64

Is there any way to chain multiple lets for multiple nullable variables in kotlin?

fun example(first: String?, second: String?) {
    first?.let {
        second?.let {
            // Do something just if both are != null
        }
    }
}

I mean, something like this:

fun example(first: String?, second: String?) {
    first?.let && second?.let { 
        // Do something just if both are != null
    }
}
  • 1
    Do you want N items, not just 2? Do all the items need the same type, or different types? Should all values be passed into the function, as list, or as individual parameters? Should the return value be a single item or a group of same number of items as input? – Jayson Minard Feb 20 '16 at 11:34
  • I need all arguments, can be two for this case but also wanted to know a way to do this for more, in swift is so easy. – Caipivara Feb 21 '16 at 16:39
  • Are you looking for something different than the answers below, if so comment what is the difference you are seeking. – Jayson Minard Feb 21 '16 at 17:38
  • How would it be to refer to the first "it" within the second let block? – Javier Mendonca Feb 15 '18 at 13:16
87

Here are a few variations, depending on what style you will want to use, if you have everything of same or different types, and if the list unknown number of items...

Mixed types, all must not be null to calculate a new value

For mixed types you could build a series of functions for each parameter count that may look silly, but work nicely for mixed types:

fun <T1: Any, T2: Any, R: Any> safeLet(p1: T1?, p2: T2?, block: (T1, T2)->R?): R? {
    return if (p1 != null && p2 != null) block(p1, p2) else null
}
fun <T1: Any, T2: Any, T3: Any, R: Any> safeLet(p1: T1?, p2: T2?, p3: T3?, block: (T1, T2, T3)->R?): R? {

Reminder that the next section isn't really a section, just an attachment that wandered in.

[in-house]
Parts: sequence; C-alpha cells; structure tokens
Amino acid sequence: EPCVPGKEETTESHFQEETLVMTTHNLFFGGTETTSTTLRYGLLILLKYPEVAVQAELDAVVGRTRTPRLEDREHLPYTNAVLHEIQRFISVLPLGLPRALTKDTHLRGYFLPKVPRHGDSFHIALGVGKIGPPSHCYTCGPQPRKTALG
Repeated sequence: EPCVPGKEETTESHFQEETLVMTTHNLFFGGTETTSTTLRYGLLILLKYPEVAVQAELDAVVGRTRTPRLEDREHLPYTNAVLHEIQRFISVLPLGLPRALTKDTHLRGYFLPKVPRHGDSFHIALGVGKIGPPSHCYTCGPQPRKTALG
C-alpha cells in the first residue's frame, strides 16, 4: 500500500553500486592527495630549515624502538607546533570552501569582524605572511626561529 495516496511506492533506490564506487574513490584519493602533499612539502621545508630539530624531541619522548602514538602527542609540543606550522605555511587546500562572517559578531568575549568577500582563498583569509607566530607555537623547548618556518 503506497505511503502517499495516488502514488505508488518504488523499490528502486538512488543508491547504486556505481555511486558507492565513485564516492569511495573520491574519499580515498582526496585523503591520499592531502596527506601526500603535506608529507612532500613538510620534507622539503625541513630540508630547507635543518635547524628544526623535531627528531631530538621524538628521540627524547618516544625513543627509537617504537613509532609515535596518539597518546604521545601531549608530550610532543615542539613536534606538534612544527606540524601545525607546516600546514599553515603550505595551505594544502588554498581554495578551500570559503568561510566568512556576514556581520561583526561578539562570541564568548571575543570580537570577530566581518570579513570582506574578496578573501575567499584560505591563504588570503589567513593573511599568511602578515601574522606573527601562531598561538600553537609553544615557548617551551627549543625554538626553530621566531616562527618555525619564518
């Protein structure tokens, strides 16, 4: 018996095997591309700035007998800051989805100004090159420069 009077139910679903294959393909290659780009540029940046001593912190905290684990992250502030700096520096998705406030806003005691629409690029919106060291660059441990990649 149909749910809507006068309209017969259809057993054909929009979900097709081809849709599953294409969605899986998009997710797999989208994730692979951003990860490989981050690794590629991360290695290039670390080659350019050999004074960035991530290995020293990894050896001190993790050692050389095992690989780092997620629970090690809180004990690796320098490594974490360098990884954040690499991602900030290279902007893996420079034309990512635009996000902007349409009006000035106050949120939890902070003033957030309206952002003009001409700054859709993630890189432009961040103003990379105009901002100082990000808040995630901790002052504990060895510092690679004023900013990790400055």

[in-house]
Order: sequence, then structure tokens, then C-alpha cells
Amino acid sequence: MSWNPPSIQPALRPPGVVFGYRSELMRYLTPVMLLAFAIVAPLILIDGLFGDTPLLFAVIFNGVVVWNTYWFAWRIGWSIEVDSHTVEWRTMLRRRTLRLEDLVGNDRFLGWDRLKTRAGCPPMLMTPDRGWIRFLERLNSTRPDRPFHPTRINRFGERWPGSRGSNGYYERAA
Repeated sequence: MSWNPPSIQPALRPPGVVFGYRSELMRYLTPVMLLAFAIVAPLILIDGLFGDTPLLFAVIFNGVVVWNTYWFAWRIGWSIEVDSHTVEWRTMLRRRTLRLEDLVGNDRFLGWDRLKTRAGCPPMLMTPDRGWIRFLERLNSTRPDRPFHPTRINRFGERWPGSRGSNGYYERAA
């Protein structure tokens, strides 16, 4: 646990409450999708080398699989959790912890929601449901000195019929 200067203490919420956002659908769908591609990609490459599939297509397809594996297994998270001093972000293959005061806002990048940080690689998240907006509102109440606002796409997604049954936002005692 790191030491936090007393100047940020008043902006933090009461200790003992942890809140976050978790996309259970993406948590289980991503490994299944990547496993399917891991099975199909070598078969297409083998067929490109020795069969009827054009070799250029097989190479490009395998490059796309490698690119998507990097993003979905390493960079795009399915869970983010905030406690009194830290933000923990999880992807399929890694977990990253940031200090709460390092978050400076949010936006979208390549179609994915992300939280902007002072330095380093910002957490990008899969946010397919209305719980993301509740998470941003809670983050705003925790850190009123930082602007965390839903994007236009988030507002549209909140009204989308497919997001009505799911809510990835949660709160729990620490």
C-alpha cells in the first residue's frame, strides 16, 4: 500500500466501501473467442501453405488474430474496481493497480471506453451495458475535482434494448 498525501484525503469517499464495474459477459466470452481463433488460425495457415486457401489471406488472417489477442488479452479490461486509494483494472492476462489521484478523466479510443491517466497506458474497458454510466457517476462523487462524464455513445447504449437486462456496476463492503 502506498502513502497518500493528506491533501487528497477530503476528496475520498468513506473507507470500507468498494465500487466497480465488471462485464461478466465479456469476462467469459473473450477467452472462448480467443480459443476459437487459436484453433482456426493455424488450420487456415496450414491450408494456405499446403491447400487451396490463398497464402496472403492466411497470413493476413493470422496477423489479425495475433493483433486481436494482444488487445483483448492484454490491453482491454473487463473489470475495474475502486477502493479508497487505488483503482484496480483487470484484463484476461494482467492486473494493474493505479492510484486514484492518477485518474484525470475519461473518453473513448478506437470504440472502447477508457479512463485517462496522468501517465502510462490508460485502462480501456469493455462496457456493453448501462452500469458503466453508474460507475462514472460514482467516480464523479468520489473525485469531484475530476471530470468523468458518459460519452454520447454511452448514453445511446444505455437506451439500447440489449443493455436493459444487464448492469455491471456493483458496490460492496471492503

return if (p1 != null && p2 != null && p3 != null) block(p1, p2, p3) else null
}
fun <T1: Any, T2: Any, T3: Any, T4: Any, R: Any> safeLet(p1: T1?, p2: T2?, p3: T3?, p4: T4?, block: (T1, T2, T3, T4)->R?): R? {
    return if (p1 != null && p2 != null && p3 != null && p4 != null) block(p1, p2, p3, p4) else null
}
fun <T1: Any, T2: Any, T3: Any, T4: Any, T5: Any, R: Any> safeLet(p1: T1?, p2: T2?, p3: T3?, p4: T4?, p5: T5?, block: (T1, T2, T3, T4, T5)->R?): R? {
    return if (p1 != null && p2 != null && p3 != null && p4 != null && p5 != null) block(p1, p2, p3, p4, p5) else null
}
// ...keep going up to the parameter count you care about

Example usage:

val risk = safeLet(person.name, person.age) { name, age ->
  // do something
}   

Execute block of code when list has no null items

Two flavours here, first to execute block of code when a list has all non null items, and second to do the same when a list has at least one not null item. Both cases pass a list of non null items to the block of code:

Functions:

fun <T: Any, R: Any> Collection<T?>.whenAllNotNull(block: (List<T>)->R) {
    if (this.all { it != null }) {
        block(this.filterNotNull()) // or do unsafe cast to non null collectino
    }
}

fun <T: Any, R: Any> Collection<T?>.whenAnyNotNull(block: (List<T>)->R) {
    if (this.any { it != null }) {
        block(this.filterNotNull())
    }
}

Example usage:

listOf("something", "else", "matters").whenAllNotNull {
    println(it.joinToString(" "))
} // output "something else matters"

listOf("something", null, "matters").whenAllNotNull {
    println(it.joinToString(" "))
} // no output

listOf("something", null, "matters").whenAnyNotNull {
    println(it.joinToString(" "))
} // output "something matters"

A slight change to have the function receive the list of items and do the same operations: